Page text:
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Install Fluree#

There are multiple ways of installing Fluree e.g. JVM, Docker, Homebrew. If you choose the JVM installation route you need Java 11 or above. To verify your version of Java, you can type java -version in the terminal.

After checking your Java version, you will then need to download a version of Fluree:

Download Fluree#

Use one of these links:

Or you can download the latest Fluree of a particular version (starting with version 13 and up) using the following formula - https://fluree-releases-public.s3.amazonaws.com/fluree-[MAJOR VERSION].[MINOR VERSION]-latest.zip.

For example: https://fluree-releases-public.s3.amazonaws.com/fluree-0.15-latest.zip

The contents of the downloaded folder are as follows (might be slightly different based on your version):

fluree-[version]/├── logback.xml├── fluree_start.sh├── fluree_server.jar├── fluree_sample.properties├── VERSION├── LICENSE└── CHANGELOG.md

Key Files:

  • fluree_sample.properties - File that specifies the customizable Fluree properties.
  • fluree_start.sh - Shell script to launch Fluree.
  • fluree_server.jar - Fluree packaged into a JAR file.

You can also download the latest Fluree with Homebrew or run Fluree locally in Docker.

Launch Fluree#

To run Fluree with all the default options, navigate to the directory where you downloaded Fluree in the terminal then launch Fluree with the following command:

./fluree_start.sh

For Windows systems, you may need to download a Bash emulator, like Git For Windows to properly run Fluree. In your Bash emulator, you would still run ./fluree_start.sh to start Fluree.

When Fluree is done starting up, your terminal will log:

INFO fluree.db.peer.http-api - Starting web server on port: [PORT NUMBER]

If the above message is not displaying in your terminal, the terminal should print out a relevant error message. Common errors include your chosen port already being in use and not having Java 11 or above installed.

🎉 Congrats! You're up and running! 🥳

After you launch Fluree for the first time, you will not have any ledgers. You will need to create a ledger to begin.

Creating a ledger and any other interaction with Fluree can happen either through the API or through the Admin User Interface.

AdminUI#

There is a built-in user interface which we call it the AdminUI. You can access the AdminUI by navigating to localhost:[port], once you have an instance of Fluree running on your machine. If you did not change the port or IP address, it will be on localhost:8090.

You can see all the code for the AdminUI in our AdminUI repo on Github.

Exiting and Restarting Fluree#

To exit Fluree, simply type ctrl + c to quit the current process on your terminal. This will not delete any of the information that was successfully added to your ledgers (if you received a 200 response from your transactions, that means it was added to your ledger). This section will assume you are running Fluree with the default configurations. If you would like to see the other options available to launch Fluree, please visit the Config Options reference.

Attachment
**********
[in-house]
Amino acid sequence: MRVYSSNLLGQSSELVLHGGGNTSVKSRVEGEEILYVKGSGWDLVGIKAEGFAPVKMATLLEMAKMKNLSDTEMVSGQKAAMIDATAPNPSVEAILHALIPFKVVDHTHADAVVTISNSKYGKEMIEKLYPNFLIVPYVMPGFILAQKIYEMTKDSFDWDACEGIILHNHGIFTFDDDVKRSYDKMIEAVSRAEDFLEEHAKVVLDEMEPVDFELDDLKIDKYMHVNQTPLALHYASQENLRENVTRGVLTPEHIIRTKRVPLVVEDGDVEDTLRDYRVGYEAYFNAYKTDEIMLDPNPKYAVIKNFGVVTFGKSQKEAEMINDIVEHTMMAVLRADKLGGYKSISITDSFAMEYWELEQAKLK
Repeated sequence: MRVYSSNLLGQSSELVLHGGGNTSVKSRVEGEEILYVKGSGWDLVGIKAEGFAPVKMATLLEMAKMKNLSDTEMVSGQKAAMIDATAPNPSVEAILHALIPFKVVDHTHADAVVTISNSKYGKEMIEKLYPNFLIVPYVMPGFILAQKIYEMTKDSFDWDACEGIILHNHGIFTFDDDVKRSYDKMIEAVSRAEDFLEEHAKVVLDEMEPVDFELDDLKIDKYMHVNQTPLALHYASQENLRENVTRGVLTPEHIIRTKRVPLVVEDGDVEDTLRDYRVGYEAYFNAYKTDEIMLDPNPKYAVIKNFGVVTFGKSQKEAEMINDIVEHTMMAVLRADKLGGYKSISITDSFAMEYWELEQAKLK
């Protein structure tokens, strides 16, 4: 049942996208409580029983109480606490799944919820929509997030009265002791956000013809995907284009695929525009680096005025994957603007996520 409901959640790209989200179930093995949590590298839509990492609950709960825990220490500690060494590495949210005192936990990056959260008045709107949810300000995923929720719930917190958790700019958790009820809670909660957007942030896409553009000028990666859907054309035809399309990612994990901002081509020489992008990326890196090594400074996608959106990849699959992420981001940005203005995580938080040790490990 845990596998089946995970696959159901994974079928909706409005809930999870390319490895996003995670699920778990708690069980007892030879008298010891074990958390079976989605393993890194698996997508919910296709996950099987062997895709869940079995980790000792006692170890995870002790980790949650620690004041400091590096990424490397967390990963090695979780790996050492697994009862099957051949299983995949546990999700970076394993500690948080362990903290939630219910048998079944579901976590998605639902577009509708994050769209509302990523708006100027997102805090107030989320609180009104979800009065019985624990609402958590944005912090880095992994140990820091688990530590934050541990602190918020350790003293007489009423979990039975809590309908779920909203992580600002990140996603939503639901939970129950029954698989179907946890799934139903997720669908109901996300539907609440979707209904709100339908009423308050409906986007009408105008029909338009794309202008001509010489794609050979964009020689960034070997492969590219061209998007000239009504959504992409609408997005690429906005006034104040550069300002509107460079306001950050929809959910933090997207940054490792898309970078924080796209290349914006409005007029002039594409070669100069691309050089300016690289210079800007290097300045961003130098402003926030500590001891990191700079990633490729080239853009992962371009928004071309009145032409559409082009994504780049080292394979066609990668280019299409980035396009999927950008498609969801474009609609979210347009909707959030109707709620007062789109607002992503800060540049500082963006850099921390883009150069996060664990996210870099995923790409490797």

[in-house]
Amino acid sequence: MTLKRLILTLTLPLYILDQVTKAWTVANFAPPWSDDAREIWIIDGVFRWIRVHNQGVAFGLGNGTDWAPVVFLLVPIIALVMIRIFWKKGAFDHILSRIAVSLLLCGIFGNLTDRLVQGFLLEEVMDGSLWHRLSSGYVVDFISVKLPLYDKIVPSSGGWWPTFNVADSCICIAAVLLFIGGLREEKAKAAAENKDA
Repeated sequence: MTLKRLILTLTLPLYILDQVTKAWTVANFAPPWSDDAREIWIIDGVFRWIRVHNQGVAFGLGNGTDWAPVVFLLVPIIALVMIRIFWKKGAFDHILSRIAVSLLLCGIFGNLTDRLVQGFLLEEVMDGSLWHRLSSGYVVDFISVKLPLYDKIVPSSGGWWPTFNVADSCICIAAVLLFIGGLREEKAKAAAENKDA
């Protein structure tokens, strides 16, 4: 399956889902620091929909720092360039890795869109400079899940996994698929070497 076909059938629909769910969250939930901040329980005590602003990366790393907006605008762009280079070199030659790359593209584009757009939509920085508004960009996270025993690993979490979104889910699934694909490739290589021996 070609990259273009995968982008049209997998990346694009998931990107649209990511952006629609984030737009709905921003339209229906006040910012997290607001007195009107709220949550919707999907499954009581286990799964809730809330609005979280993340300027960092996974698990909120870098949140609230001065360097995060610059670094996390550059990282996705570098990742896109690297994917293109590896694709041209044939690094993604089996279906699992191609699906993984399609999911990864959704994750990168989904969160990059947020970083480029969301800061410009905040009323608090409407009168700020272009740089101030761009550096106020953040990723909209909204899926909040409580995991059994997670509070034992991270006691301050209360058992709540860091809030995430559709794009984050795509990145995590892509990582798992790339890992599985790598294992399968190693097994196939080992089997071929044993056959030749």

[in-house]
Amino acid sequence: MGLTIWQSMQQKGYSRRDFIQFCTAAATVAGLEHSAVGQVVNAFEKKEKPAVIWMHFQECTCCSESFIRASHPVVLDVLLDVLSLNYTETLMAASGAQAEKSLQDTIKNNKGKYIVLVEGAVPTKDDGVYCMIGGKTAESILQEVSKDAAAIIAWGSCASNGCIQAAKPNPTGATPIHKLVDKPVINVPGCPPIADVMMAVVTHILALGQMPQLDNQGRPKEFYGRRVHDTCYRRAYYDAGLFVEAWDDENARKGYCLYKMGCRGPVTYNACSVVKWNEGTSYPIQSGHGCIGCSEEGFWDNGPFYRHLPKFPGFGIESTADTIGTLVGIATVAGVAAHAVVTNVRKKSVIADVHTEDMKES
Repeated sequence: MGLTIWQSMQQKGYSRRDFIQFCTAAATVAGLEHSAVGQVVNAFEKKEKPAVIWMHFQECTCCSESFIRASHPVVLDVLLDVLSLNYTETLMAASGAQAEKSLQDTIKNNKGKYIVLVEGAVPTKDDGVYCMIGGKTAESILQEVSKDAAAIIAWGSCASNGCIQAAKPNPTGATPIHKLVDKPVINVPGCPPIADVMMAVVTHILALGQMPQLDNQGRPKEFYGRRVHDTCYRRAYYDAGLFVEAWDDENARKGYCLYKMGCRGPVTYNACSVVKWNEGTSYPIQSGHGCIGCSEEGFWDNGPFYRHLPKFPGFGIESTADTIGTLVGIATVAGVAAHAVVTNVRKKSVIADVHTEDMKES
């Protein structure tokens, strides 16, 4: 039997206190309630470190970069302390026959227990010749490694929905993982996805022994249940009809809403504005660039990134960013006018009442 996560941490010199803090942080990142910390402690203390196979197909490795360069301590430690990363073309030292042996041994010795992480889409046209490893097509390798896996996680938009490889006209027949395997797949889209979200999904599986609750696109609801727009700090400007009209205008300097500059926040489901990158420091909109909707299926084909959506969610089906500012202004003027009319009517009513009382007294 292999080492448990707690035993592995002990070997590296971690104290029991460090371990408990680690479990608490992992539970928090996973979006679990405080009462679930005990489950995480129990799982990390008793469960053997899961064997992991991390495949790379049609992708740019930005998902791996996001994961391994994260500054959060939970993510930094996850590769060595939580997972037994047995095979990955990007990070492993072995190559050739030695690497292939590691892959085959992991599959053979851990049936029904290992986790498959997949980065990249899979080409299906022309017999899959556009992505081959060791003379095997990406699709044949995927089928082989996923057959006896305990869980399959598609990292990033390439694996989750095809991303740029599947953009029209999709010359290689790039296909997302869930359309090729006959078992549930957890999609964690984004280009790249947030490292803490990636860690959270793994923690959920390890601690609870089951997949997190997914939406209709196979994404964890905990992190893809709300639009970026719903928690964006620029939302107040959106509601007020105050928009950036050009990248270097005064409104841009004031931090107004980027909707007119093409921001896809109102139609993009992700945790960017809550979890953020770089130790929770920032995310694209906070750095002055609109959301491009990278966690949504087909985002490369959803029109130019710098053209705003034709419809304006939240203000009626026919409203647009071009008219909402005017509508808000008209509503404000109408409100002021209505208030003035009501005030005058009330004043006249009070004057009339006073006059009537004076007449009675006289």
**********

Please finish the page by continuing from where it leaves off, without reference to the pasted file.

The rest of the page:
To restart Fluree, navigate to the folder that contains your Fluree instance and run ./fluree_start.sh.

After Fluree successfully starts for the first time, there will be additional items in your Fluree instance folder. Your folder will look something like the below:

fluree-[version]/├── data/│ ├── group│ ├── ledger├── fluree_sample.properties├── VERSION├── fluree_start.sh├── fluree-ledger.standalone.jar├── default_private_key.txt├── CHANGELOG.md└── LICENSE

New Items#

There are few things which Fluree will write to the file system when a fresh ledger is started. The data/ directory contains all of the raft state as well as the block files for each ledger in the fluree instance and a new file called default_private_key.txt which contains the unique private key used for the root account in your ledgers.

data/#

The new data directory contains 2 directories; group/ and ledger/. Group/ contains all fo the raft files as well as a directory of raft snapshots. Ledger/ contains all of your ledger indexes. These are organized within sub-directories which are named according to the names you gave your ledgers in Fluree. This data directory can be moved or copied to a different Fluree instance directory and run from the directory if you choose. This is a good option if you want to use a newer Fluree version, but keep all of your previous ledgers.

default_private_key.txt#

This file contains the default private key for your ledgers. A new (and unique) private key is generated every time you start up a new network, unless you already have a valid private key in default_private_key.txt.

Fluree in Docker#

Fluree publishes a Docker image to Docker Hub. We publish the following tags:

latest - the latest release 1.0 - the latest 1.0.x release (and other versions similarly) 1.0.0-beta16 - specific versions main - the latest main branch code (unstable!)

You can run these like so:

docker run -d --restart=always -p 8090:8090 fluree/ledger:latest

...and then access the admin dashboard at http://localhost:8090.

Homebrew#

On a Mac machine, you can download Fluree using Homebrew by running:

brew tap fluree/flureedb
brew install flureedb

To run Fluree after installing it, run:

fluree

To uninstall, run:

brew uninstall flureedb
brew untap fluree/flureedb

See the code for our Homebrew set up on our Github repo. Using Fluree via Homebrew will slightly modify where your Fluree configuration files are stored on your machine. Please refer to the log in your terminal when you start Fluree up. All relevant information is printed to the console on startup.